Tuesday, May 29, 2018

magic tape 80

Time for sunshine and another Magic Tape from The Magician!

Hayden James ft. Boy Matthews – Just Friends
All That Glitters ft. Chaz Mason – I’ll Wait For U
PT – R.O.D
Teedra Moses – Be Your Girl (KAYTRANADA Extended Edition)
Disclosure ft. Fatoumata Diawara – Ultimatum
Elderbrook – Sleepwalking
Cassius – W18
Friend Within – Lonely
Detroit Swindle – Cut U Loose
Silk City ft. Diplo & Mark Ronson & Daniel Merriweather – Only Can Get Better
Maceo Plex – Falling
ID – It’s Wrong
Jon Lemmon – Something True
DJ Koze – Lord Knows
Kanye West – Lift Yourself

Tuesday, May 15, 2018

i feel pretty

Donald Glover in The New Yorker. Photographs by Awol Erizku.


In the laconic, stark Canadian feature Werewolf, we are up-close--almost unbearably so--to the day-to-day plight of a couple scrounging by in the throes of methadone recovery. Filmed on Cape Breton Island in Nova Scotia, director Ashley McKenzie's debut feature is quiet and deftly controlled. The shots (the photography is by Scott Moore) are close and slightly askew. We see often see pieces and glimpses of our characters and their surroundings rather than centered full body shots and wide angled scenery. The sound design also establishes the glum, off-kilter stasis by incorporating hazy background noises like the murmuring of the side characters and the buzz of the lawnmower they hustle to desperately make a buck. Andrew Gillis and Bhreagh MacNeil play their roles so believably and so unaffected that I was engrossed in their quiet tensions. Gillis in particular shows a sweaty and simmering desperation that grounds the movie in a real way. His scenes where he argues with those he's at the mercy of--his methadone administrator, an affordable housing care worker, and a repairman who refuses to fix their mower for free--are subtly powerful and illustrate his character's entrapment in a cycle that's nearly impossible to transcend. ***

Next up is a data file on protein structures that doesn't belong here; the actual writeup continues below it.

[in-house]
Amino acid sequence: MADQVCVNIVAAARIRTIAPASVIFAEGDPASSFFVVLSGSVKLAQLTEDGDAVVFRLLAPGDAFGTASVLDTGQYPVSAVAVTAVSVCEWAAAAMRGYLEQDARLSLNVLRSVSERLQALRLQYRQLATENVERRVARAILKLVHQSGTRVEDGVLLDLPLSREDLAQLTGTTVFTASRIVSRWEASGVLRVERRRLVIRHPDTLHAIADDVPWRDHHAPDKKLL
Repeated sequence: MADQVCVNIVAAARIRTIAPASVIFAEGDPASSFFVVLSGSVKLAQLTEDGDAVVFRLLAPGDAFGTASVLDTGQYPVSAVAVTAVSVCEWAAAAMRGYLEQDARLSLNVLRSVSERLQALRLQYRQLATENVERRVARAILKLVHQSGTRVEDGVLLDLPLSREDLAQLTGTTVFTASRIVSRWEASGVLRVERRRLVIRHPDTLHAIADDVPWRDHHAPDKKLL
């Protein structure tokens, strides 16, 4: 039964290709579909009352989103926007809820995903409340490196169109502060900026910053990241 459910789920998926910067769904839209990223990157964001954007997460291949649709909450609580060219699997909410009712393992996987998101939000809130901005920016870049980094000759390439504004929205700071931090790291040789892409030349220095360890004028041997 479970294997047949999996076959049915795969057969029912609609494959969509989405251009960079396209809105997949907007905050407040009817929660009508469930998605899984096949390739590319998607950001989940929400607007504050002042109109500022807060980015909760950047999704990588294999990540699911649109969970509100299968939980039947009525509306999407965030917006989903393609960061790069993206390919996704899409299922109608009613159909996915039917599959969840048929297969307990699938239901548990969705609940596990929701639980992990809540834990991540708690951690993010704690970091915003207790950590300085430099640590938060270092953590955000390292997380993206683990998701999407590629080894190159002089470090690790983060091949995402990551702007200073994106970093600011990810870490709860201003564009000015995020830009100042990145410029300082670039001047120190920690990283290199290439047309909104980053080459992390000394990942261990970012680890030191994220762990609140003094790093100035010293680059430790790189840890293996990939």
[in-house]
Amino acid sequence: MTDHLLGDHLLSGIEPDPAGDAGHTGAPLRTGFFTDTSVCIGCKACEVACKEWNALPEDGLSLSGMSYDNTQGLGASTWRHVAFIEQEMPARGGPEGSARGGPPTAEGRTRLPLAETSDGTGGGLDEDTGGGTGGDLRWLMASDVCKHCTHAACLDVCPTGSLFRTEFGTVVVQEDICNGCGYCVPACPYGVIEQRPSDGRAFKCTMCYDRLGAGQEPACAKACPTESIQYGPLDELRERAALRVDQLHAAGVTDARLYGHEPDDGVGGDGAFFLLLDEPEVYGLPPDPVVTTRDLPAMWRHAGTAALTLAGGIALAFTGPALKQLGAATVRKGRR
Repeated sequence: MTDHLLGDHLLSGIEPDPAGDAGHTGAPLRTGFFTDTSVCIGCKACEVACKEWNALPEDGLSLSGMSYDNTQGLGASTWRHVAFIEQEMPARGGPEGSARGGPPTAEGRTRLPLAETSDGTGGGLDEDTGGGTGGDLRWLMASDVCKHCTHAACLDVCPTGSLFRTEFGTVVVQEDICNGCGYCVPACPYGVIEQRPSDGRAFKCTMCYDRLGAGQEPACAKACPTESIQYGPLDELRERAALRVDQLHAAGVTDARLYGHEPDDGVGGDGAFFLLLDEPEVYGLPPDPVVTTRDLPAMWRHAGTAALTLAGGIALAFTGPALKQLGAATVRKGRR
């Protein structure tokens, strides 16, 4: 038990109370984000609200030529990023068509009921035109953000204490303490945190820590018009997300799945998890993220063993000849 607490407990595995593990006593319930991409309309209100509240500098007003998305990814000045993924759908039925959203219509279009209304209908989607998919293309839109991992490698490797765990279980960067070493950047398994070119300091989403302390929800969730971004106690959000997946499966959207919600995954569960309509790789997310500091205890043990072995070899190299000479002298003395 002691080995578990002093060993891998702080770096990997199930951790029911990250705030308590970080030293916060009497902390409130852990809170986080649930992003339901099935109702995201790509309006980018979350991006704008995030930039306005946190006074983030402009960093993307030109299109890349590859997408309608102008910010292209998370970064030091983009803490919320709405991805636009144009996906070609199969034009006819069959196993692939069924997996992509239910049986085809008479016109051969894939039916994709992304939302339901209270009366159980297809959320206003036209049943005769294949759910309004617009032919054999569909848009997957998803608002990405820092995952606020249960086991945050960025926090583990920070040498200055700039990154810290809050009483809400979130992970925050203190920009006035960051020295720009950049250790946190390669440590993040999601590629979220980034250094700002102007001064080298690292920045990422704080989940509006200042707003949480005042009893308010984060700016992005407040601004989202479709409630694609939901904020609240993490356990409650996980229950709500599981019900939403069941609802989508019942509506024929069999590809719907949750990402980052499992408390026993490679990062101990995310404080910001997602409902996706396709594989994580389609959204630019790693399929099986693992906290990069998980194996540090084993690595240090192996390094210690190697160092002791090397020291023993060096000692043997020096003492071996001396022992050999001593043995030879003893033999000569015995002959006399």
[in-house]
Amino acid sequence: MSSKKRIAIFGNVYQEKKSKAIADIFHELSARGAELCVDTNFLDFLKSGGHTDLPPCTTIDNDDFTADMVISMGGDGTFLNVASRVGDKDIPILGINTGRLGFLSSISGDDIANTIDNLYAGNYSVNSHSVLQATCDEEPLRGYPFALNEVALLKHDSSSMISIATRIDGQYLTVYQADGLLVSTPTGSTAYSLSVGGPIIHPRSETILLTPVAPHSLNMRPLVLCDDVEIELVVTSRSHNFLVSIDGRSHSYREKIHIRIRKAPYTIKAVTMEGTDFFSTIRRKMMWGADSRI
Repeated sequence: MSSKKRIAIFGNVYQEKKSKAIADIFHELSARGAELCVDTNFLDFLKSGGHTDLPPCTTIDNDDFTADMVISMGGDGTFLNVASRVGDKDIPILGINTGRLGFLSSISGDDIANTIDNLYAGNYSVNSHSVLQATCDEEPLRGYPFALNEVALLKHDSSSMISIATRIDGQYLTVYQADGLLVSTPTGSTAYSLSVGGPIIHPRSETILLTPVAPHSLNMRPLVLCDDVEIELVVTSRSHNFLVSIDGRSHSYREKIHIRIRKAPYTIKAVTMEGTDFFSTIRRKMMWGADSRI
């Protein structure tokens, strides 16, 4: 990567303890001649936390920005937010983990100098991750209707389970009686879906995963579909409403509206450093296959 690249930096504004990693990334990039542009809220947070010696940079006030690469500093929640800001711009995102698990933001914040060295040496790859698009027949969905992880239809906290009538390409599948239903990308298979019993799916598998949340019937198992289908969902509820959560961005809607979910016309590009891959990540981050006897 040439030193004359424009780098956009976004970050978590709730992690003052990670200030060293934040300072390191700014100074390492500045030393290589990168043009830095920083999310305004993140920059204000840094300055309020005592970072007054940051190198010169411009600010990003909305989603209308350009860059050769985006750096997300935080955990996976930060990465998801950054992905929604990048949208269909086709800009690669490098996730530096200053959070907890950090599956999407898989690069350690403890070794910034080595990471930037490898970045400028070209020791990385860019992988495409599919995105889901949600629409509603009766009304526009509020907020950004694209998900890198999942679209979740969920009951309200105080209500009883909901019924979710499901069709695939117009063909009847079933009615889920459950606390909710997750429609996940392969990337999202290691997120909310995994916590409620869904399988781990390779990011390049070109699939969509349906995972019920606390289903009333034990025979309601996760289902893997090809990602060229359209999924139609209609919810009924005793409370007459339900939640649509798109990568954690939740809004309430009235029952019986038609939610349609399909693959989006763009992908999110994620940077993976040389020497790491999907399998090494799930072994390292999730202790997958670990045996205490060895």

-Jeffery Berg

Monday, May 14, 2018

Sunday, May 13, 2018


With Young Adult, Director Jason Reitman, screenwriter Diablo Cody and actress Charlize Theron proved a powerful trio in enacting a sharply comic, delicately constructed, and deeply conflicted character study. Their Tully reunion proves just as brazen and intimate. Marlo (Theron in another raw, lived-in turn) has just delivered her third child, and is grappling with the sleepless energies of taking care of her and the needs of her other two. She has minimal support from husband Drew (Jay Livingston) who's off working most days and playing video games with a headset on. It's somewhat disarming to see the relationship itself not be the central conflict; the picture is more interested in Marlo's inner turmoil. When her new "night nanny" Tully (effectively portrayed by Mackenzie Davis) appears on her front doorstep, the film seems to be moving toward Marlo's rebirth with the help of Tully and Marlo's own state of mind. "What's wrong with your body?" Marlo's young daughter probes. The movie doesn't fall for the cutesy pratfalls of most mommy comedies.